It was not a great day for MJD (or his team) yesterday, who needed one from him to finally wrest the division title from those Colts, who have seemingly won the last 20 AFC South crowns.
Still, the little workhorse is second in the NFL in rushing, and the Jags offense truly revolves around him.
DNP in loss to the Patriots.
I think that Rodgers still deserves a spot on this list, but I’m not sure how long I can carry him as he sits out games—which may result in his Packers sitting out the playoffs.
Rodgers is as talented as anyone at the position today (with the possible exception of Michael Vick), and he does so many things to keep his team competitive.
He’s big, mobile, strong-armed, accurate and a good leader. (Otherwise, I’m not much of a fan.)
With no running game and lots of injuries to his supporting cast (which is not that great to begin with), Rodgers is putting up terrific numbers passing and even running the ball himself when it all breaks down.
Seven receptions for 65 yards (9.3 YPC) and one touchdown in a win over the Seahawks.
White is having a monster season for what is essentially a running team. He leads all NFL wide receivers in receptions (106) and (1,284) yards for the 12-2 Falcons.
20-35 (57.1 percent), 174 yards (5.0 YPA), three touchdowns and one INT in a win over the Seahawks.
Statistically, "Matty Ice" has not wowed anyone the last few weeks, but the 12-2 Falcons just keep rolling.
The man has a knack for winning football games, which is a good trait for an NFL franchise QB.
He’s kind of like Matt Cassel (and not just because of their first names, or mine), but a little better and playing for a better team.
As for this Matt, I was a sometimes spectacular, if erratic, intramural college quarterback, with a knack for losing close games. I never won an intramural title and was somehow overlooked in the draft.
29-46 (63 percent) for 267 yards (6.8 YPA), three TDs and two INTs in a loss to the Ravens.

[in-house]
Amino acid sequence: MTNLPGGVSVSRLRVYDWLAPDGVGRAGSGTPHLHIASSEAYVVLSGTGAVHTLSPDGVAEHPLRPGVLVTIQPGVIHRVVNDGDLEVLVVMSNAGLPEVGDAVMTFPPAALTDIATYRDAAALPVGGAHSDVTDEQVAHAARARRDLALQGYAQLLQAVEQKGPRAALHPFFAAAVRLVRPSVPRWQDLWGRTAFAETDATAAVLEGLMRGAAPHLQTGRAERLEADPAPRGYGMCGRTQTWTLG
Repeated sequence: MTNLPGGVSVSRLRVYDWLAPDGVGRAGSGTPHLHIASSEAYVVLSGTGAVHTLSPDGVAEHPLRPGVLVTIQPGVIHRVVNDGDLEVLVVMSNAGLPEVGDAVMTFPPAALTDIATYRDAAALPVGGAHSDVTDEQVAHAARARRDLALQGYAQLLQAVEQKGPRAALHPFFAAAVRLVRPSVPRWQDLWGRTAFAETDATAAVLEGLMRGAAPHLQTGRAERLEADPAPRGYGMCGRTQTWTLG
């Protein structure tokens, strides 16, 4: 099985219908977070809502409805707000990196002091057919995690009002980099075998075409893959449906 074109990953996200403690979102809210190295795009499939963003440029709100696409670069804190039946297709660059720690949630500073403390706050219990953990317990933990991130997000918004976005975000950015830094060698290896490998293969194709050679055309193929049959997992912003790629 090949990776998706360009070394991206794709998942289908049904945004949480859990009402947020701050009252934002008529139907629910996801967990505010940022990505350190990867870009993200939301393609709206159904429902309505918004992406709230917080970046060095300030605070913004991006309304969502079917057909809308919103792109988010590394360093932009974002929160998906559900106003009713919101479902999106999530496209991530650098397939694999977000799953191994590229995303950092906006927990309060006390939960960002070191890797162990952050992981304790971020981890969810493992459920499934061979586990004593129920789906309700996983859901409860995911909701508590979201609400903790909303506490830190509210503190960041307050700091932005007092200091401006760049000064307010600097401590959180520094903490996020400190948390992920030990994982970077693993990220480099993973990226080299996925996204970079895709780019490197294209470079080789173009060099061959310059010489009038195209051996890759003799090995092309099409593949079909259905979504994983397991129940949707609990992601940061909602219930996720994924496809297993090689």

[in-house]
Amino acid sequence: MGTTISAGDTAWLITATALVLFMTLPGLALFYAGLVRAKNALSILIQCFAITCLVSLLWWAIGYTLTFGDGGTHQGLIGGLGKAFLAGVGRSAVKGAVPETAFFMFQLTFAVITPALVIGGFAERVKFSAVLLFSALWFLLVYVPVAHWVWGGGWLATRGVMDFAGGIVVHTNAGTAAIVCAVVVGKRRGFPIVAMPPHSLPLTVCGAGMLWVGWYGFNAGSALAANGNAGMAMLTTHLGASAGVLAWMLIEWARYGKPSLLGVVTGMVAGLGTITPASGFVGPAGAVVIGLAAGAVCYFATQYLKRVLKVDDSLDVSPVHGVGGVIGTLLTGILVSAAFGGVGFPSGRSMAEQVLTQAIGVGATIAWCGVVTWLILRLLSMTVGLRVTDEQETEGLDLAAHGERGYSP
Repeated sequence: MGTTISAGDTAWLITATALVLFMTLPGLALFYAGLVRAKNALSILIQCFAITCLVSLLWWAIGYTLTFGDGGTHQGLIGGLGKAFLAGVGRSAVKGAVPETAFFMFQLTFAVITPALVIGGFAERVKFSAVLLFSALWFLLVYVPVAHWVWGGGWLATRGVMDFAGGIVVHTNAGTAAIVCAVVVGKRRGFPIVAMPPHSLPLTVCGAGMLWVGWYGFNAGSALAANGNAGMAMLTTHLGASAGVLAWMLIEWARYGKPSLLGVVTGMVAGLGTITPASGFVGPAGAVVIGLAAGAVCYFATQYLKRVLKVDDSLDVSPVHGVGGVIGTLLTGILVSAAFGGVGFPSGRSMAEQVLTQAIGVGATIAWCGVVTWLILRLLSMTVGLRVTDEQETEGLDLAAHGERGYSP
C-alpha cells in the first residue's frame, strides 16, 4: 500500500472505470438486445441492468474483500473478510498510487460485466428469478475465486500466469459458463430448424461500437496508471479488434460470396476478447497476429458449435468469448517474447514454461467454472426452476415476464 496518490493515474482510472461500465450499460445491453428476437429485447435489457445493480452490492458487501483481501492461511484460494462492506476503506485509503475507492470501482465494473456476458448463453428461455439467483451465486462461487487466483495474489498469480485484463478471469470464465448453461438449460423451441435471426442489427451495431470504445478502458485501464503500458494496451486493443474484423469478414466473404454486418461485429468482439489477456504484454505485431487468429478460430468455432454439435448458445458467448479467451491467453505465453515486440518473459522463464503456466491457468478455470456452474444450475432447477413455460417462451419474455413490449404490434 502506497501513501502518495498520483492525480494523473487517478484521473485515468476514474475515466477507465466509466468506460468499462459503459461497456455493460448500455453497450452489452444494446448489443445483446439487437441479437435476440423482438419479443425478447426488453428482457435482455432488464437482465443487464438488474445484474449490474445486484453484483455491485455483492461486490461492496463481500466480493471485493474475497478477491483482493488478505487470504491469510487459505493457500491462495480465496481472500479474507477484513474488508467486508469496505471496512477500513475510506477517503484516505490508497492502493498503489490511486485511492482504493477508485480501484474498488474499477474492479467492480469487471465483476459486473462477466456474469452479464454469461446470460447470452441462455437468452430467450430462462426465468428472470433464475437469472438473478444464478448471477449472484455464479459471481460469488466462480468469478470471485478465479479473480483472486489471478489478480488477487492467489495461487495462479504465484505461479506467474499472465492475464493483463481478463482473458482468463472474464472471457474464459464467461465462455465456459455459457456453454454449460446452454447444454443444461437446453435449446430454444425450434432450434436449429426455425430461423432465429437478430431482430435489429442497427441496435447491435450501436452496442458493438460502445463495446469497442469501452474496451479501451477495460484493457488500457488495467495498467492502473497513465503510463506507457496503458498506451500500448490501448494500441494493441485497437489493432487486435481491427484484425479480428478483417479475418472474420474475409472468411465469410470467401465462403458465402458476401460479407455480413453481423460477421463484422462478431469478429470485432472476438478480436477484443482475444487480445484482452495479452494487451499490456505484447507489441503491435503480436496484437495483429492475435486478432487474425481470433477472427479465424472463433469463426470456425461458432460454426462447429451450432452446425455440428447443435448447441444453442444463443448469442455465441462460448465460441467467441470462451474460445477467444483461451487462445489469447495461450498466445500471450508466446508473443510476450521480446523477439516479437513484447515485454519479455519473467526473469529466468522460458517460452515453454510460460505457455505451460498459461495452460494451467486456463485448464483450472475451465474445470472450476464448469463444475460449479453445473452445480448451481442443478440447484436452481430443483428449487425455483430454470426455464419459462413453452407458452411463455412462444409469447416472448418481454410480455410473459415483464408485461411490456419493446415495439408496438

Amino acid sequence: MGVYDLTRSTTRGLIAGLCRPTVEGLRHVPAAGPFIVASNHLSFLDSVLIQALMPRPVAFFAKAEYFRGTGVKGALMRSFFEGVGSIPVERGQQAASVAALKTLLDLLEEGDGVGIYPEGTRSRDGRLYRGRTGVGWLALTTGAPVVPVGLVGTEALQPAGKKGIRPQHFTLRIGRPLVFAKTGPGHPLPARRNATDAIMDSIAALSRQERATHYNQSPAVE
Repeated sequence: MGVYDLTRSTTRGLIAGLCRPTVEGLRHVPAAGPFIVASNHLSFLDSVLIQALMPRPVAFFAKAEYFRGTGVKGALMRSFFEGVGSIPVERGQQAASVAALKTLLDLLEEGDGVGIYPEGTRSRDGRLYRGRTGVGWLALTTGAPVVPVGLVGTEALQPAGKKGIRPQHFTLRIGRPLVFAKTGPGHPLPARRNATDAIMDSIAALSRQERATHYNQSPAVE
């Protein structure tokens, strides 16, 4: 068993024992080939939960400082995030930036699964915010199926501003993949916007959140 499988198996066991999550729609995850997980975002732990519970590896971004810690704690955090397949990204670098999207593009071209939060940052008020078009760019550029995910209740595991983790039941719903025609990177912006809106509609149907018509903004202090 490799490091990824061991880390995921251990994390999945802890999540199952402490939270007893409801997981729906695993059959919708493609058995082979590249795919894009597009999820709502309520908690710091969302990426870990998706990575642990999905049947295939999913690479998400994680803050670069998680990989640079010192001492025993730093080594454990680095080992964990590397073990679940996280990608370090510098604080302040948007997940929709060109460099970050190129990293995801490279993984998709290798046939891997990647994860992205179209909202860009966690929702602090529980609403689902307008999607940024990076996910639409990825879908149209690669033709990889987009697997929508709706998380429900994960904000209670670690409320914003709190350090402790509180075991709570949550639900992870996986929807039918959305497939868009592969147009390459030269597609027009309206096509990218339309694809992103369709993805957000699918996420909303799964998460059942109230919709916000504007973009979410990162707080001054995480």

The Saints lost a tough one in Baltimore, and their chances of earning either a division crown or a playoff bye look bleak.
On the bright side, the Saints (10-4) were coming off a six-game winning streak, and is there any team in the NFC that much better?
Brees is—somewhat under the radar—having another strong year; he is third in the NFL in passing yards and tied for first in touchdown throws.
19-25 (76 percent) for 273 yards (10.9 YPA) and three TDs in a win over the 49ers.
Rivers held onto his No. 3 spot, after playing an almost flawless game against the 49ers on Thursday night. Although the win raised the Chargers record to only 8-6, he is almost solely responsible for keeping the Chargers in contention.
He has been the glue for a team that could have easily fallen apart without his leadership.
The sixth-year quarterback, who really came into his own in 2008-09, is having his best year, especially when you consider that he has done so while missing Antonio Gates for a few games and getting no playing time from Vincent Jackson, a co-favorite target.
The Chargers passing attack is second in the NFL in yards per game, and Rivers has the second-highest passer rating, behind Tom Brady.
Rivers continues to throw for a high completion percentage (66.6 percent) and a bunch of touchdowns (29) while limiting his interceptions (11). He leads the league in yards per attempt (8.9).
21-35 (60 percent) for 242 yards (6.9 YPA) three TDs and one INT in an amazing comeback win over the Giants. Not so incidentally, he rushed 10 times for 130 yards and another touchdown.
After three quarters or so, I was pondering how far Vick would drop in my rankings.
After all, as gaudy as his season stats were, and as remarkable a story as he has been, who had the Eagles beaten with him at quarterback? And in a must-win game (for the division, anyway) he was mostly frustrated by a swarming Giants defense.
And then the explosive comeback happened—one that very few (if any) other quarterbacks could have managed, or even thought about.
It was truly a final half-quarter for the ages, and even though it was capped by DeSean Jackson’s game-ending punt return, the Eagles would not have been close to being in position to win without Vick’s late heroics.
15-24 (62.5 percent) for 163 yards (6.8 YPA), two TDs in a win over the Packers.
It was not the huge stat line that we have seen from Brady in recent weeks, but it was another win and another game without a turnover for the best quarterback on the planet.
When the Patriots really needed him to step up, trailing 27-24 with about 10 minutes remaining, Brady made the resulting 63-yard touchdown drive look ridiculously easy.
I'm running out of superlatives to describe Brady, who is arguably the greatest winning quarterback in modern NFL history.
And no offense to Wes Welker and company, but who exactly is he surrounded by?
While Michael Vick may be the trendier pick off the Eagles’ amazing comeback win, Tom easily retains my top spot on this week’s Power Ranking of the Top 12 MVP candidates.
Stay tuned for next week's update, as things tend to change rapidly in today's NFL.
Now it’s time for your thoughts.
Please fire away below, and thank you for reading.
For more information on Matt Goldberg’s new books, other writings and appearances, please e-mail: firstname.lastname@example.org